of one of the Silver’s eyebars, the load-bearing bars that run perpendicular to the ground. When the eyebar cracked, the entire bridge went down with it. In just 60 seconds, all 31 vehicles stuck on top tumbled into the freezing water, killing 46 and injuring nine more. On the 40th anniversary of the accident, one of the survivors -- a woman pregnant with twins at the time -- recounted
the cinematic horror she endured:"As I was approaching the bridge, the light changed. When it went to green, I started over the bridge and there was a terrible shaking of the bridge. My father was a riverboat captain and had talked about barges hitting the bridge and the pier, so when I heard that, I automatically put my car in reverse." Her car stalled, and "by the time I got my car stopped, mine was on the very edge where it broke off," she said. Because she was pregnant, she tried to keep her cool. She remembered looking around and seeing wires dangling. And she remembered a state patrolman and Rimmey coming to the door of her car and walking her out. "You could hear (people) screaming. It was terrible," she said. "By the time I went to the end of the bridge, I had gone into shock."
that “the modern history of bridge inspection" began with the Silver Bridge Collapse. Immediately after the travesty, President Johnson convened three separate task forces to evaluate the effectiveness of existing regulatory practices. From these deliberations, the U.S. Congress established National Bridge Inspection Standards, which mandated an increase in both the frequency of inspections and the number of personnel trained to carry out those probes. And the country’s safety record, save I-35W and a few other altercations, has been pretty solid ever since.
These days, the work of those important bureaucrats is getting more and more difficult. Almost one-quarter
of all American bridges are considered either “structurally deficient” or “functionally obsolete,” and the majority party in the U.S. House is not so keen on making infrastructure investments to fix them up. It might be a matter of time before another skyway accident supplants Silver as the most infamous in U.S. history.
Actual things I said to customers leaving the restaurant
I now work at, during my first full shift on the floor:
-- “Enjoy the rest of your dinner.”
-- “If you can’t hail a cab, come back in and grab me.
-- “Have a great day!” (It was 9:45 p.m.)
- “Y’all come back REALLLLLL SOOOON!”*
Speaking of the new gig, I hope that my responsibilities over there won’t cut too much into my (already sporadic) posting schedule here, but it might be a little slower than normal for a week or two as I get my bearings. Apologies in advance.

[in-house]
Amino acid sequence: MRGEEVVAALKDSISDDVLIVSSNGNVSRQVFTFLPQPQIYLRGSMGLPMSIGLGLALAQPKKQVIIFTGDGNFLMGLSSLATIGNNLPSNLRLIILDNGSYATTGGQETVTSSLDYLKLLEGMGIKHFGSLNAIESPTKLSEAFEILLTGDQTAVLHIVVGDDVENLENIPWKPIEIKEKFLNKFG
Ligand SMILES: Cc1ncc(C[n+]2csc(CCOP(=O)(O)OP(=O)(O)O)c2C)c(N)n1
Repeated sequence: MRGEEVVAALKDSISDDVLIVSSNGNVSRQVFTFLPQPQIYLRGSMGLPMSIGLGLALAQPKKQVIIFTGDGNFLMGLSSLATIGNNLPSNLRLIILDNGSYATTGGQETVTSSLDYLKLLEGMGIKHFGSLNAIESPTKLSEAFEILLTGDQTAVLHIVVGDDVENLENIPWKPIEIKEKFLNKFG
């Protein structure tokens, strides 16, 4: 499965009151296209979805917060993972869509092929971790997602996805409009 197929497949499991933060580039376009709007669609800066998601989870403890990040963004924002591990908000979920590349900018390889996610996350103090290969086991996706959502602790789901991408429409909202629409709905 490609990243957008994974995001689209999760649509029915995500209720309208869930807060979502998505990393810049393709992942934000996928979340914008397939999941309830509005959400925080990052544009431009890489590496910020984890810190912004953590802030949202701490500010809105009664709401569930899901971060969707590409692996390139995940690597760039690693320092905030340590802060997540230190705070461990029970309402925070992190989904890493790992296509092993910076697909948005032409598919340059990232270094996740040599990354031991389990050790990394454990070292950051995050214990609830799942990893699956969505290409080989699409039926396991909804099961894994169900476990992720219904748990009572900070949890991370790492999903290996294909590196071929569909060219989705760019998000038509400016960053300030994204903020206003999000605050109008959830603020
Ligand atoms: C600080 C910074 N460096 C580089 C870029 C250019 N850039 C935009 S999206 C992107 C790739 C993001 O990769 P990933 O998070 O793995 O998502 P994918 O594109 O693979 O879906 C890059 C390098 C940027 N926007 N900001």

*I did not actually say this.
In my latest effort
to complicate Robert Putnam’s theory about America’s social capital crisis, a few friends and I are trying to organize a monthly poker game here in Chicago. Though it’s been a while since I played regularly, I’m excited to sidle up to the table. The odds of taking home a big pot aren’t fantastic, but neither are the chances that my fantasy football
team will break .500 this season. And a big hand could give this freelancer some modest financial flexibility.
If we lived in the Old West and frequented establishments like Al Swearengen’s Gem Theater
, our game of choice wouldn’t be Texas Hold-Em or Seven-card Stud. Instead, we’d play faro
, a French creation that found fans in New Orleans and was eventually championed by riverboat gamblers on the Mississippi and new inhabitants of the American frontier. Lost to history now, faro was considered our national card game in the late 19th century, occupying what two historians once called
“the summit of professional gambling.” Its appeal was obvious; faro is fast, simple to learn, and can be played by as many card sharks as can squeeze into a gambling hall.
Here’s how it works. Images of one full suit -- Ace through King -- are painted on a felt table, otherwise known as the Faro Bank. Similar to roulette, players place bets on any of the 13 cards available, trying to predict which cards will appear in a given round. After burning the lead card, the dealer flips over the second card in his deck, known as the “banker’s card,” and places it on the right side of the table. Next, he flips over the third card in the deck and tosses it to the left. This is the “player's card.” If the face value of the banker’s card matches the card a gambler bet on, he forfeits his wager to the house. If the player’s card matches it, he wins even money. And if the banker’s card and player’s card are equal, the house wins half the chips that are placed on that corresponding value. That’s essentially the entire game